Salamanders, Pacific Northwest
The Pacific Northwest has 8 species of Salamanders and one newt. The salamanders are harmless, but the rough skinned newt can be deadly. After handling the rough skin newt, it is advisable to wash your hands.
They all tend to look like lizards, but they are members of their own distinct group. There are differences to be seen, lizards usually have external ears and clawed toes, salamanders lack such features.
A salamander is an amphibian in the order Caudata. World wide, this order encompasses hundreds of individual species and several large groupings.
Like other amphibians, they prefer damp, moist places such as swamps, ponds and waterways. Salamanders range widely in size and coloration, but all of them have smooth, porous skins which may feel damp to the touch.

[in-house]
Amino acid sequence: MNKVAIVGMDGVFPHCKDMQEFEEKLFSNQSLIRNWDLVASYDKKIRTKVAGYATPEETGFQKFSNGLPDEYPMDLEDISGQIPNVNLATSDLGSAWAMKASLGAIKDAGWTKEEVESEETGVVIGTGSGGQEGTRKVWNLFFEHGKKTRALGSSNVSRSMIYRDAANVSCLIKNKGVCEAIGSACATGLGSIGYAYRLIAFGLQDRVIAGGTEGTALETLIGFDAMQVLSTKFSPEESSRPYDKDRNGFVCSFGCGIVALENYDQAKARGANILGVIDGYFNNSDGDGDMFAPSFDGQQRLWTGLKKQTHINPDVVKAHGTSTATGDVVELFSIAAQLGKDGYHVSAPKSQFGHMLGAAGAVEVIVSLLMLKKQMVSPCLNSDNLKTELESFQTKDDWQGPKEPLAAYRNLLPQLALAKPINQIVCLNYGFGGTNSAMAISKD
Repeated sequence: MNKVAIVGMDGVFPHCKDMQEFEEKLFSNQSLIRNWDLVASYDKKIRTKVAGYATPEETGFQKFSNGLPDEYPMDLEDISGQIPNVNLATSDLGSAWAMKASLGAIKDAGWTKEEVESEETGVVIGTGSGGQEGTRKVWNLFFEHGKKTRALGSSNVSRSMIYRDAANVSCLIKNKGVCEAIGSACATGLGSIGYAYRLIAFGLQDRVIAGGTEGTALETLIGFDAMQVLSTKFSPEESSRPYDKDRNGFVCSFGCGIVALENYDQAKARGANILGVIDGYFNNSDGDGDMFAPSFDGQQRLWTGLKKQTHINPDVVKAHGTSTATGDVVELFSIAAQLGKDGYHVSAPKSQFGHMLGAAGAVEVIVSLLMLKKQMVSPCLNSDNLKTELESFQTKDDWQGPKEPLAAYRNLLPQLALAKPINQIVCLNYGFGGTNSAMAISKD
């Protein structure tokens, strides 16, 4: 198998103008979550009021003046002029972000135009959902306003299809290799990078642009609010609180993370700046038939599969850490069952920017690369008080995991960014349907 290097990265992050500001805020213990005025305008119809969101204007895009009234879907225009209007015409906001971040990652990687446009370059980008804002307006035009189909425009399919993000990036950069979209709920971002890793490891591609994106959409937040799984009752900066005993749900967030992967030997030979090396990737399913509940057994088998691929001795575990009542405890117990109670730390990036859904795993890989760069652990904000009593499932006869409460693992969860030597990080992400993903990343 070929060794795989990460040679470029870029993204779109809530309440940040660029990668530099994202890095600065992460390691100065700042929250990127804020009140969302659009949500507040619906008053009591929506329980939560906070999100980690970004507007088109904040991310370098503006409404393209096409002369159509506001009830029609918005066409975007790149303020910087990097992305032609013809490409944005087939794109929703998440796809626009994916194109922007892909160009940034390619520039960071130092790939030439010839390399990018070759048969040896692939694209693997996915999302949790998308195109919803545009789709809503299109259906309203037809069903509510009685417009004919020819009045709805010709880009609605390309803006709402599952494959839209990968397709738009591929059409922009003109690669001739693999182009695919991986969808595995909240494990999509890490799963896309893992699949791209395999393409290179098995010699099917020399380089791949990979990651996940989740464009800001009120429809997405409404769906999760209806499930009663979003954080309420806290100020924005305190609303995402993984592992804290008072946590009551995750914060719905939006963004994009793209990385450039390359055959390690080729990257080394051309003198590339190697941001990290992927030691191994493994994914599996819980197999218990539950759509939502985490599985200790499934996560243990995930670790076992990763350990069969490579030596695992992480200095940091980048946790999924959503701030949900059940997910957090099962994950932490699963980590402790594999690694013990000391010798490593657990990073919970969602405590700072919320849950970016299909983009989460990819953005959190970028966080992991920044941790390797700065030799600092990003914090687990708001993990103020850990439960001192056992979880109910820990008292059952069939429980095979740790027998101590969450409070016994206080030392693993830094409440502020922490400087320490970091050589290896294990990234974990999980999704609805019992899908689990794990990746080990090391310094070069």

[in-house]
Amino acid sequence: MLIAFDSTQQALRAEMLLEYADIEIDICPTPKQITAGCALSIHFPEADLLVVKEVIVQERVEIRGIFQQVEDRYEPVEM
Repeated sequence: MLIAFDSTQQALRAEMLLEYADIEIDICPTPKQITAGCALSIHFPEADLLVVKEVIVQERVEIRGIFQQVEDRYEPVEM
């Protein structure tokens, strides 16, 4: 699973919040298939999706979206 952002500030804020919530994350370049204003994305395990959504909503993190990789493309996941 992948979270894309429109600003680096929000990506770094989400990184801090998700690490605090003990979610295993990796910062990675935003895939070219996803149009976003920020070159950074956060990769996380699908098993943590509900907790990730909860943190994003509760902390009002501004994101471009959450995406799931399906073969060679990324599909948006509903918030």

Depending on the species, they may live a primarily aquatic life, or it may range far from water. As a general rule, they will avoid direct light, and many of them are nocturnal as a result.
These animals do not thrive well in dry conditions so most species need to keep their skins moist to promote general health and gas exchange. Because their skins are highly porous, salamanders are susceptible to environmental toxins and rough handling, best to observe but not touch these beautiful little creatures.
They can also carry bacteria that can be quite toxic. So it is a good idea to wash your hands after dealing with salamanders and newts. The newt is one to avoid even handling, they are really quite poisonous.